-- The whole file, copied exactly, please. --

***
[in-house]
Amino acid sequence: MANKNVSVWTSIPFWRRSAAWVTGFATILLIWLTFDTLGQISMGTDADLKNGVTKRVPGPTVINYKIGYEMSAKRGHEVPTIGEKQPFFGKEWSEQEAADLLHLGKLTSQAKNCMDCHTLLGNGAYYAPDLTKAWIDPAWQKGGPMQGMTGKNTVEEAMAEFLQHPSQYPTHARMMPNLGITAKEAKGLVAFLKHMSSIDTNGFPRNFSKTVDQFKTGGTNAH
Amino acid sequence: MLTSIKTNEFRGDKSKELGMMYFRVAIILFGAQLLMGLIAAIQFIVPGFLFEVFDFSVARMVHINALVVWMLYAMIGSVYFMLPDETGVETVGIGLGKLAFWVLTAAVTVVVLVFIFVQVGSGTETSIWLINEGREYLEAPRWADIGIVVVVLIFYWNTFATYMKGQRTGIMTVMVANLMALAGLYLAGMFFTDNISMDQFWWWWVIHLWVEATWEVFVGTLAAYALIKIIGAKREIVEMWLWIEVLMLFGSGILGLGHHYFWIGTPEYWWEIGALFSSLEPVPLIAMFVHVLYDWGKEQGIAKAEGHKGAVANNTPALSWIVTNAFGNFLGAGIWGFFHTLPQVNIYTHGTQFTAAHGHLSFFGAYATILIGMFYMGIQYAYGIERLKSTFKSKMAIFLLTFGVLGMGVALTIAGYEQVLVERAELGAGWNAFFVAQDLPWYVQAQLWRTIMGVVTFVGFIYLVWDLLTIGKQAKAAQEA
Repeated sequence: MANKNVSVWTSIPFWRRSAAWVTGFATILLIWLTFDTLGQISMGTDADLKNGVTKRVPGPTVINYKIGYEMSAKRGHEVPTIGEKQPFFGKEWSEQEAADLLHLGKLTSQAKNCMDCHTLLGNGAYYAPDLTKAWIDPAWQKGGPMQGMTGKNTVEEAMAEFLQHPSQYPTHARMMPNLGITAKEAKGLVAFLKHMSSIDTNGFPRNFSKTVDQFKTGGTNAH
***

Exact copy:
[in-house]
Amino acid sequence: MANKNVSVWTSIPFWRRSAAWVTGFATILLIWLTFDTLGQISMGTDADLKNGVTKRVPGPTVINYKIGYEMSAKRGHEVPTIGEKQPFFGKEWSEQEAADLLHLGKLTSQAKNCMDCHTLLGNGAYYAPDLTKAWIDPAWQKGGPMQGMTGKNTVEEAMAEFLQHPSQYPTHARMMPNLGITAKEAKGLVAFLKHMSSIDTNGFPRNFSKTVDQFKTGGTNAH
Amino acid sequence: MLTSIKTNEFRGDKSKELGMMYFRVAIILFGAQLLMGLIAAIQFIVPGFLFEVFDFSVARMVHINALVVWMLYAMIGSVYFMLPDETGVETVGIGLGKLAFWVLTAAVTVVVLVFIFVQVGSGTETSIWLINEGREYLEAPRWADIGIVVVVLIFYWNTFATYMKGQRTGIMTVMVANLMALAGLYLAGMFFTDNISMDQFWWWWVIHLWVEATWEVFVGTLAAYALIKIIGAKREIVEMWLWIEVLMLFGSGILGLGHHYFWIGTPEYWWEIGALFSSLEPVPLIAMFVHVLYDWGKEQGIAKAEGHKGAVANNTPALSWIVTNAFGNFLGAGIWGFFHTLPQVNIYTHGTQFTAAHGHLSFFGAYATILIGMFYMGIQYAYGIERLKSTFKSKMAIFLLTFGVLGMGVALTIAGYEQVLVERAELGAGWNAFFVAQDLPWYVQAQLWRTIMGVVTFVGFIYLVWDLLTIGKQAKAAQEA
Repeated sequence: MANKNVSVWTSIPFWRRSAAWVTGFATILLIWLTFDTLGQISMGTDADLKNGVTKRVPGPTVINYKIGYEMSAKRGHEVPTIGEKQPFFGKEWSEQEAADLLHLGKLTSQAKNCMDCHTLLGNGAYYAPDLTKAWIDPAWQKGGPMQGMTGKNTVEEAMAEFLQHPSQYPTHARMMPNLGITAKEAKGLVAFLKHMSSIDTNGFPRNFSKTVDQFKTGGTNAH